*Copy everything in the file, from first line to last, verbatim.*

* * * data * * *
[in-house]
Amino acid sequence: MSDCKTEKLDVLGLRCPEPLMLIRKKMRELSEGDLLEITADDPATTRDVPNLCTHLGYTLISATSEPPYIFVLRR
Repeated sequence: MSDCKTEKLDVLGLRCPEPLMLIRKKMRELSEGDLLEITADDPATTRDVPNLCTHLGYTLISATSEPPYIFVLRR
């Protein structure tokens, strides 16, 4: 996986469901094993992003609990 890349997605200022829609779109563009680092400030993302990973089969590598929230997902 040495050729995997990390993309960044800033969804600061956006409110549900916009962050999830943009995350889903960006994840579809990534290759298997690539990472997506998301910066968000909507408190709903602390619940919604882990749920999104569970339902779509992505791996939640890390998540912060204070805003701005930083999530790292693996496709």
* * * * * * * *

[in-house]
Amino acid sequence: MSDCKTEKLDVLGLRCPEPLMLIRKKMRELSEGDLLEITADDPATTRDVPNLCTHLGYTLISATSEPPYIFVLRR
Repeated sequence: MSDCKTEKLDVLGLRCPEPLMLIRKKMRELSEGDLLEITADDPATTRDVPNLCTHLGYTLISATSEPPYIFVLRR
């Protein structure tokens, strides 16, 4: 996986469901094993992003609990 890349997605200022829609779109563009680092400030993302990973089969590598929230997902 040495050729995997990390993309960044800033969804600061956006409110549900916009962050999830943009995350889903960006994840579809990534290759298997690539990472997506998301910066968000909507408190709903602390619940919604882990749920999104569970339902779509992505791996939640890390998540912060204070805003701005930083999530790292693996496709």